First, he makes guys. This can’t be understated, because the majority of playable Planeswalkers in the format have been able to protect themselves by creating blockers at no cost to themselves (or by gain). This refers specifically to Elspeth, because she’s the only non-Jace Planeswalker seeing play.

Second, he is, at worst, a removal spell. There are plenty of guys with a back-end that Garruk can pick off – [card]Vendilion Clique[/card], [card]Stoneforge Mystic[/card], [card]Dark Confidant[/card], [card]Snapcaster Mage[/card], etc.

Third, he is splashable. To date, the only “playable” ‘walker that doesn’t require you to come up with a double mana color to get it into play is Chandra 3.0 – and none of her abilities are really worth going out of your way to utilize. Each of the other Planeswalkers is prohibitive in their mana cost, either by color requirements or converted mana cost (or both). Garruk is the first splashable, reasonably costed Planeswalker that has abilities which are impactful to the board state – which makes him interesting at the very least. Even as a four mana wolf production machine, he’s decent, and he does much more than that.

Geist of Saint Traft

[draft]geist of saint traft[/draft]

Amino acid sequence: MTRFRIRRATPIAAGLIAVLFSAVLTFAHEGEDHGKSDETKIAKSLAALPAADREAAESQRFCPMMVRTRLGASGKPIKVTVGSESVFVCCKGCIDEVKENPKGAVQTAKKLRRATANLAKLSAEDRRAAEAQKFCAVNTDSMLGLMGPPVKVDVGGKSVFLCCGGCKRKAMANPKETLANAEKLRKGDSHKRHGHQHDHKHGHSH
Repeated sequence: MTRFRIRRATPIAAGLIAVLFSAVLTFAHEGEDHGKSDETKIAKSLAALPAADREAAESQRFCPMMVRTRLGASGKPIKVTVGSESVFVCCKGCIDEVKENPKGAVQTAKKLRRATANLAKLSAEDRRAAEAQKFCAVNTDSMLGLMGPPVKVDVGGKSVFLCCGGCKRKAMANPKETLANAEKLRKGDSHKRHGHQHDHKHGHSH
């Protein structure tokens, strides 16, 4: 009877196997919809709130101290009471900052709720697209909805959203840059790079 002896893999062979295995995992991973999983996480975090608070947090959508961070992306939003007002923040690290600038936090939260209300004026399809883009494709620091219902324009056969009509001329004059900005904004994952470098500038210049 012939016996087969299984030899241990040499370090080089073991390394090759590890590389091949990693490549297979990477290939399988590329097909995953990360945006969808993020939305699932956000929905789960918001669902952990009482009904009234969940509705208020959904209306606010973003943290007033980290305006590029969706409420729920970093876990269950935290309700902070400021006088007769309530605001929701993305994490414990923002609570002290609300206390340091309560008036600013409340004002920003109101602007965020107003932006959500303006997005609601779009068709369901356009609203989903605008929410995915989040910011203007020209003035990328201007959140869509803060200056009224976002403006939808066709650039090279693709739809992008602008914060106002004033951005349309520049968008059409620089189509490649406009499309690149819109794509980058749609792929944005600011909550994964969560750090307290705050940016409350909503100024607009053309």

File this guy under “cards I wish were playable,” right next to [card]Aven Mimeomancer[/card] and [card]Flametongue Kavu[/card]. All this little duder wants to do is crash in for six, but he’s most probably going to hit for four and die to a Goyf, or a fish, or a goblin, or a cat, or sit back and wonder where it all went wrong. His problem is that he’s a blue/white creature living in a red/green world. Combat isn’t where the UW deck excels, and it’s really out of character for the color combination to get such an aggressive threat. If you manage a way to let him survive combat, such as [card]Sword of Feast and Famine[/card], or [card]Gaseous Form[/card], then he’s a pretty solid man. Why even bother, though, when you could be running [card]Invisible Stalker[/card] for half the work, or just playing another [card]Tarmogoyf[/card]? This guy is really just the next [card]Cold-Eyed Selkie[/card] in a long line of [card]Cephalid Constable[/card]s. Just short of being playable, which is the same as miles away from playable. He’s too much work for not quite enough reward.